A skateboarder hops over 11 boards. They call this the long jump and whoever gets the farthest jump gets a prize — a pair of Vans shoes which they all pitch in for. Photo by JILSON TIU
Roaming around Metro Manila, there is always some kind of sport being played, be it basketball, volleyball, or even streetball — despite the lack of pedestrian infrastructures and the dangers of playing on the road.
On the dilapidated Zamora Bridge in Pandacan, Manila, pedestrians jog, walk their dogs and cycle. But one (previously invisible) activity that’s been thriving lately is street skateboarding.
Passing by the bridge, it’s now common to see skateboarders ollieing over gutters and board sliding over rails. There, I met the Pandacan Skate Crew and Santamassacre groups. They skate almost every day after work. Some of them are as young as eight years old and others are in their mid-30s. They bring their own makeshift rails and ramps. The place may be near their alma mater in Pandacan or under the Skyway Stage 3 where all the streets are closed because of the construction.
The skate scene is not only in Pandacan, but also in Taguig, Makati, and Laguna. Most of the people I talked to are new to skating, having met each other during the pandemic and started the sport because school was out. But the solid groups are in Pandacan, as they’ve been skating on the Zamora Bridge even before the pandemic.
Once the bridge renovation is completed, the skate scene and the so-called “pedestrian bridge” will be closed. Despite the demand for more pedestrian-focused infrastructures and leisure spaces like skate parks, the number of spaces are not always accessible.
I became interested in this scene as a long time X Games fan who, growing up, had never seen a Filipino compete in this sport. It’s progressive that skateboarding is now in the Olympics but there is a long way to go, as we need more pedestrian parks and skate parks in the city for this sport to grow here in the country.
A member of one of the groups piles over skateboards for the long jump. Whoever bails (a term skateboarders use when they do not land the jump) must pile his/her board, adding the length of the deck to jump over. Photo by JILSON TIU
A street sign incorporated into a street art piece. This bridge in Pandacan, called Zamora Bridge, is being renovated, prohibiting cars from passing by. The bridge is now being used by pedestrians as a place to exercise and skate. Photo by JILSON TIU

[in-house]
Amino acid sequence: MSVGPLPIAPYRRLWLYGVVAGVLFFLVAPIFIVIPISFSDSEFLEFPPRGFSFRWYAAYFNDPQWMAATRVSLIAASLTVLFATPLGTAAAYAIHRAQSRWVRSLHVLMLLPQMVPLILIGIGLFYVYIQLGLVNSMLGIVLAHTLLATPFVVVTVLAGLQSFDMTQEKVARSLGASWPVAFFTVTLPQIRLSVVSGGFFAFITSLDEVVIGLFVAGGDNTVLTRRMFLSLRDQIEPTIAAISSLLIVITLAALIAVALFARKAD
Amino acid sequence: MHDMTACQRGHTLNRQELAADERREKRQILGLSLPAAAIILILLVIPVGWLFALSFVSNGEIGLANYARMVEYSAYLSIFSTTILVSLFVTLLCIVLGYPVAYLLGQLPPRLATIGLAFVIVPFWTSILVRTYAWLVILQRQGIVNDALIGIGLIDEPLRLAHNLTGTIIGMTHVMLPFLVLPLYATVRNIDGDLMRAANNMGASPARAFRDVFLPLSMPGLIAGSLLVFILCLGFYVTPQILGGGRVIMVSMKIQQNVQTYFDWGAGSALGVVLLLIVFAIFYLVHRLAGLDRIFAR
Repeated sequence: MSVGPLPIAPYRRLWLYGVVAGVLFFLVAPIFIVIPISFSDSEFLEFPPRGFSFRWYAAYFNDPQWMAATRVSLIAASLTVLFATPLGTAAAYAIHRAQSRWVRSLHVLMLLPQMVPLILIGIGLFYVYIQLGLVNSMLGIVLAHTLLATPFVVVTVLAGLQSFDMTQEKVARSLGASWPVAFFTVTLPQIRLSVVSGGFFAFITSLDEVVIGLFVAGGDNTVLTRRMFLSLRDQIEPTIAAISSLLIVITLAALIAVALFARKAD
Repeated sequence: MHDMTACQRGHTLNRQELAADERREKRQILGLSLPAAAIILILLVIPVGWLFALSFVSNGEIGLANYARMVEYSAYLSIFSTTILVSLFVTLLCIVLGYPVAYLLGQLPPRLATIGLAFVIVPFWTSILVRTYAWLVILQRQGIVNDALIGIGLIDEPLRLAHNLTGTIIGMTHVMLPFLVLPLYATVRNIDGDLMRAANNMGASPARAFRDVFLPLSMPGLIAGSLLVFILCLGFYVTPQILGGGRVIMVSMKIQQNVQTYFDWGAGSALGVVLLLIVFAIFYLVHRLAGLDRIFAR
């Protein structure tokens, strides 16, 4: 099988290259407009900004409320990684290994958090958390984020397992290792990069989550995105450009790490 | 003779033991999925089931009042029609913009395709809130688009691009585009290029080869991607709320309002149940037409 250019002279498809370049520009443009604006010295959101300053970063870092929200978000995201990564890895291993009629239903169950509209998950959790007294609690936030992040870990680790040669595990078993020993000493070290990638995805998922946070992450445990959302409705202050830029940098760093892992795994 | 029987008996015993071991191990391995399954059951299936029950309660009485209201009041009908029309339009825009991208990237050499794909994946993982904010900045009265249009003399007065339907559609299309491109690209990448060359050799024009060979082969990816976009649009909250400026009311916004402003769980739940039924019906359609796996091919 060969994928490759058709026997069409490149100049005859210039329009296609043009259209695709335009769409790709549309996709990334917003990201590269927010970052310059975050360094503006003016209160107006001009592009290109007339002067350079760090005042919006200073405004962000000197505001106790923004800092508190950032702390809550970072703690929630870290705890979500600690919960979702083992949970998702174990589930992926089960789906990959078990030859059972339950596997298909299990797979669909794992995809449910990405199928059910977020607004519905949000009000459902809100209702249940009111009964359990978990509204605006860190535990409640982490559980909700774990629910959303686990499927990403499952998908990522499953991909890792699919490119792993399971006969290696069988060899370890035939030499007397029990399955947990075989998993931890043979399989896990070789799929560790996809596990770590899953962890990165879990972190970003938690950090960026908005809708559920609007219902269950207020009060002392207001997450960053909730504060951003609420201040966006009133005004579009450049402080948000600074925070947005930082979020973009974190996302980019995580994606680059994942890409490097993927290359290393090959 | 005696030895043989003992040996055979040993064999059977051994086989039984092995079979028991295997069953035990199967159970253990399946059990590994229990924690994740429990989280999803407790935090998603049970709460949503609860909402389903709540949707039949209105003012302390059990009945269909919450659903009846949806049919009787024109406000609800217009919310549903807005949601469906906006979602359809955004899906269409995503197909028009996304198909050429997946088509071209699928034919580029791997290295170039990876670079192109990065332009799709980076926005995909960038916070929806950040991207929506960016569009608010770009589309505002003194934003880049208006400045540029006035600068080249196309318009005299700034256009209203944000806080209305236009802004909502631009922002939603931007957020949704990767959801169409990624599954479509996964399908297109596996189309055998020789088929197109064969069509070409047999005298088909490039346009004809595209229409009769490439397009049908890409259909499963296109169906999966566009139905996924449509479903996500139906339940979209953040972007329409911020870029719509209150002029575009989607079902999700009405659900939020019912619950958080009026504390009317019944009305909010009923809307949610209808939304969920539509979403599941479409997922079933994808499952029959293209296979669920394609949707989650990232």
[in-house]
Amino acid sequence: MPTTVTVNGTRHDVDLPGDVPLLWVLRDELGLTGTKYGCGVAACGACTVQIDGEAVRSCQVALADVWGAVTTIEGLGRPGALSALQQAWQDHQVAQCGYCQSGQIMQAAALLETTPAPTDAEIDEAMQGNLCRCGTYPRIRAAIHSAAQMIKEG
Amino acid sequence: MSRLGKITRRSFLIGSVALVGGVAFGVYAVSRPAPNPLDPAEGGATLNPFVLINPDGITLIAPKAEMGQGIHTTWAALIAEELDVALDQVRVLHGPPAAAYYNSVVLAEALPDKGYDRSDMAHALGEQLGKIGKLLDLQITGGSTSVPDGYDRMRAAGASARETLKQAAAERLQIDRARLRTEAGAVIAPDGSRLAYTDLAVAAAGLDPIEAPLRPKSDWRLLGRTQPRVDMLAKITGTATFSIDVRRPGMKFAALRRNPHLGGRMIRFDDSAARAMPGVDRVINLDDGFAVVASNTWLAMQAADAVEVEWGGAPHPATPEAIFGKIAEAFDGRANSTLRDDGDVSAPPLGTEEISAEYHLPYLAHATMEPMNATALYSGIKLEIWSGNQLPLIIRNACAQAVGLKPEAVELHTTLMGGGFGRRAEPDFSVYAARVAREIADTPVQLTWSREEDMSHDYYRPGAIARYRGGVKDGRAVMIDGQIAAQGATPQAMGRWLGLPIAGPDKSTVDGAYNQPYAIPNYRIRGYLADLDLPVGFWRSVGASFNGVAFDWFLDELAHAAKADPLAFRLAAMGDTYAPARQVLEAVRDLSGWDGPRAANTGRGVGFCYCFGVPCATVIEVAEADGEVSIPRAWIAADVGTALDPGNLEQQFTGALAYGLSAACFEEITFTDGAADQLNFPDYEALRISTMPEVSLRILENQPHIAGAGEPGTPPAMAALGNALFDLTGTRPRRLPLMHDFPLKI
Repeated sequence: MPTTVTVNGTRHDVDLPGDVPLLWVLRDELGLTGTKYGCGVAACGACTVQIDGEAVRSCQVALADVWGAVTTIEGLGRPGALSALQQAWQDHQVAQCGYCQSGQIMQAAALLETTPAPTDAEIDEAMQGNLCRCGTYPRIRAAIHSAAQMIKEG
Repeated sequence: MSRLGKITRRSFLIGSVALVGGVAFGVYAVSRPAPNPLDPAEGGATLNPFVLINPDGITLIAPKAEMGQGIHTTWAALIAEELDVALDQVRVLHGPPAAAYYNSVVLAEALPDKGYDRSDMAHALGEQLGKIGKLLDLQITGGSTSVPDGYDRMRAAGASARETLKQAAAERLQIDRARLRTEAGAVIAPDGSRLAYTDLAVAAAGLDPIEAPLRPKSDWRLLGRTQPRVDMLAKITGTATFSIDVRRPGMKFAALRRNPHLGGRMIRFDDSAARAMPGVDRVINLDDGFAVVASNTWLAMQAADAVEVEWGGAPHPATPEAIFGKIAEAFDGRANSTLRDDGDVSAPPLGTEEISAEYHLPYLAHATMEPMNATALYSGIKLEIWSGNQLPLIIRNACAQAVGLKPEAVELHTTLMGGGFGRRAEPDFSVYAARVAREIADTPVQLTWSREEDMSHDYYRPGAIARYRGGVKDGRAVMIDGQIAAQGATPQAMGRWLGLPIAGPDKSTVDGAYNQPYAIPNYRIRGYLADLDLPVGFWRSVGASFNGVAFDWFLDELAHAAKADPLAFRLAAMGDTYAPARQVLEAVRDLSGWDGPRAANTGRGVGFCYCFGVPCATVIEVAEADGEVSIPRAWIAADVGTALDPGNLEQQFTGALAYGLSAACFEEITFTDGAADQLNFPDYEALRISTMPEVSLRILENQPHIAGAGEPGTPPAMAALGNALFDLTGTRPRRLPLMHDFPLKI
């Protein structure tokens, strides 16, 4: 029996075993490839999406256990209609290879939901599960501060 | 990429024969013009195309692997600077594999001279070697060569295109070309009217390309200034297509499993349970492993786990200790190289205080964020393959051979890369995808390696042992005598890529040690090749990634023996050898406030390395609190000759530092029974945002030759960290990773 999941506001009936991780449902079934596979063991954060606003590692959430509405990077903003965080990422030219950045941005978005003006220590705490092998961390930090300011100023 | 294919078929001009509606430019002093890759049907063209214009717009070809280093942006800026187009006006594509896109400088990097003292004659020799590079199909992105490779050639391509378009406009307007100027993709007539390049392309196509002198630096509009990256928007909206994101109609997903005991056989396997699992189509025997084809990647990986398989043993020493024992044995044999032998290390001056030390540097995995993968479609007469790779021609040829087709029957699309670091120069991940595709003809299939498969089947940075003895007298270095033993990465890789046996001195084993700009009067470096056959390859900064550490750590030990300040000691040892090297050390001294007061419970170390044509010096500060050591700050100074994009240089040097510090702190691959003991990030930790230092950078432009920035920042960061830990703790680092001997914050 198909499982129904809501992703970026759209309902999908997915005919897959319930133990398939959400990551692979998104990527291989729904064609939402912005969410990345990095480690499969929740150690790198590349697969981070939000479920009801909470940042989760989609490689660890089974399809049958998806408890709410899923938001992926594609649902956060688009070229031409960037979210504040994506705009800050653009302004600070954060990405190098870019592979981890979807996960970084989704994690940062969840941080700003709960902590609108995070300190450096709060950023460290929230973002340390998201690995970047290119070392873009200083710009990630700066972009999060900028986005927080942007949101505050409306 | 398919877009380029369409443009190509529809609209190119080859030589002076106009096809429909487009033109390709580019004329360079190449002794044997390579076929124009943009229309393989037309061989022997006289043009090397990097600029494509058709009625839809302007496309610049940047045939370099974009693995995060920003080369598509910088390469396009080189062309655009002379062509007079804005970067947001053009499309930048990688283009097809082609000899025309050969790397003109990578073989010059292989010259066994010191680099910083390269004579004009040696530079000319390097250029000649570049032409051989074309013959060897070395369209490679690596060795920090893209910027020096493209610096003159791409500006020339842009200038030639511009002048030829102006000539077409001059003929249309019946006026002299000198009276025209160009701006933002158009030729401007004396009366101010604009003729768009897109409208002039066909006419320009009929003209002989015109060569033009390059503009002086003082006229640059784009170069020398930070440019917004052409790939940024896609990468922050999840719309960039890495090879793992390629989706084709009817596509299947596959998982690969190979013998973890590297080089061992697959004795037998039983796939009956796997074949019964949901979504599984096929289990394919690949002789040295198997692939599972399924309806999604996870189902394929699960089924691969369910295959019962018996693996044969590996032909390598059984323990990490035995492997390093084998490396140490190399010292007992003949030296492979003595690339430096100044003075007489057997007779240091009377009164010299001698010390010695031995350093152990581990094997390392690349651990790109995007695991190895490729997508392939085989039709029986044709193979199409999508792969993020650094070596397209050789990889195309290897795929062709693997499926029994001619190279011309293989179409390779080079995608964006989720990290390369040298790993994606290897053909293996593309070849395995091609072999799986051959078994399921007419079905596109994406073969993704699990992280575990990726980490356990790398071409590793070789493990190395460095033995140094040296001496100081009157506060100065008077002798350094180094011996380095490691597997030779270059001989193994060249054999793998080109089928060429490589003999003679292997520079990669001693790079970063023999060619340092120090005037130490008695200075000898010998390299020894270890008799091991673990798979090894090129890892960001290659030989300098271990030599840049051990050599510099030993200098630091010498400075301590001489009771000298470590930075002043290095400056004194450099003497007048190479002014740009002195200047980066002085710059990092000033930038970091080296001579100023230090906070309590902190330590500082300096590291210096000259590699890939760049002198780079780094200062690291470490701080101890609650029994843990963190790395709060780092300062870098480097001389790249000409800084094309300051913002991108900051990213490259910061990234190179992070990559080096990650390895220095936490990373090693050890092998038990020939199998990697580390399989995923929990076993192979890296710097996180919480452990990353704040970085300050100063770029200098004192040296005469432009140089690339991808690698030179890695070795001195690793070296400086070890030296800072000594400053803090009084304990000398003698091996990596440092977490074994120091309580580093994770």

A member of the Pandacan Skate Crew covers his shoes with a glue gun stick, melted by a lighter to fix his shoes before grinding on the makeshift rails. Photo by JILSON TIU
One place in Makati where skaters can skate freely and hangout is in Circuit Skate Park. They pay ₱100 to skate for the whole day. There are very few skate parks in Metro Manila, and most of the time a lot of skaters would rather skate for free on the streets. Photo by JILSON TIU
A skater jumps over a traffic cone. It’s the most common obstacle to jump over and also soft to land on if they bail. Photo by JILSON TIU
An afternoon with skaters in Makati. These kids prefer to skate here in the park, rather than in the streets. It makes sense because it’s safer, and has built-in ramps and obstacles to practice on, compared to the Pandacan Bridge where they make their own ramps. Photo by JILSON TIU
Lazaro, a member of Santamassacre, jumps over two boards in Pandacan, Zamora Bridge. He formed Santamassacre during the pandemic, along with co-skaters he befriended along the road. Photo by JILSON TIU
An anonymous skater poses for a photo, imitating the 2Pac image on his shirt. These boys skate over gutters and bomb the downhill under the new BGC Ortigas Link Bridge between Taguig and Makati, which was previously closed because of construction. The bridge is now open. Photo by JILSON TIU
This group of skaters doesn’t have a name, but say that they started during the pandemic, when they had no classes. Photo by JILSON TIU
A member of a Pandacan Skate Crew hops over a makeshift ramp, covered with political stickers. These ramps were made by their “kuyas” in skate and the founders of the group, who are now in their mid-30s to early 40s. Photo by JILSON TIU
Skater Miguel rests on the floor at Circuit after performing multiple jumps. Photo by JILSON TIU